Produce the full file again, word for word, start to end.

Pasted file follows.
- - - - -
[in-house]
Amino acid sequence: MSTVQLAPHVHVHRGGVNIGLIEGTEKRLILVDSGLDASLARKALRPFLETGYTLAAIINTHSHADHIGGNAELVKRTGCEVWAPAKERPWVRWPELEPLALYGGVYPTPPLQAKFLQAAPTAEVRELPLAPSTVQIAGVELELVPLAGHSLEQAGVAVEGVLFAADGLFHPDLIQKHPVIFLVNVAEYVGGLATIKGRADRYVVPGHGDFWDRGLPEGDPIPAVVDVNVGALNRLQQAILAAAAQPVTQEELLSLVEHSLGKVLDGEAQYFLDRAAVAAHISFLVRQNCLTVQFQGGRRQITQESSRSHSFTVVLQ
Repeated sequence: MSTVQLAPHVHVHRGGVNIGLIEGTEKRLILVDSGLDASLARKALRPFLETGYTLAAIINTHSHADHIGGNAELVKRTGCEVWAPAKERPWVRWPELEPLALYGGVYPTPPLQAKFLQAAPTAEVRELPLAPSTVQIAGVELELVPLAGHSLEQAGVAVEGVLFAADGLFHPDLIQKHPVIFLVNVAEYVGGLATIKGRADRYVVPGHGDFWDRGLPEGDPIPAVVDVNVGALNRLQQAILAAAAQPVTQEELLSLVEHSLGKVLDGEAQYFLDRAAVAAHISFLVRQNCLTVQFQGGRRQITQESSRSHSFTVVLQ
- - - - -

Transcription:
[in-house]
Amino acid sequence: MSTVQLAPHVHVHRGGVNIGLIEGTEKRLILVDSGLDASLARKALRPFLETGYTLAAIINTHSHADHIGGNAELVKRTGCEVWAPAKERPWVRWPELEPLALYGGVYPTPPLQAKFLQAAPTAEVRELPLAPSTVQIAGVELELVPLAGHSLEQAGVAVEGVLFAADGLFHPDLIQKHPVIFLVNVAEYVGGLATIKGRADRYVVPGHGDFWDRGLPEGDPIPAVVDVNVGALNRLQQAILAAAAQPVTQEELLSLVEHSLGKVLDGEAQYFLDRAAVAAHISFLVRQNCLTVQFQGGRRQITQESSRSHSFTVVLQ
Repeated sequence: MSTVQLAPHVHVHRGGVNIGLIEGTEKRLILVDSGLDASLARKALRPFLETGYTLAAIINTHSHADHIGGNAELVKRTGCEVWAPAKERPWVRWPELEPLALYGGVYPTPPLQAKFLQAAPTAEVRELPLAPSTVQIAGVELELVPLAGHSLEQAGVAVEGVLFAADGLFHPDLIQKHPVIFLVNVAEYVGGLATIKGRADRYVVPGHGDFWDRGLPEGDPIPAVVDVNVGALNRLQQAILAAAAQPVTQEELLSLVEHSLGKVLDGEAQYFLDRAAVAAHISFLVRQNCLTVQFQGGRRQITQESSRSHSFTVVLQ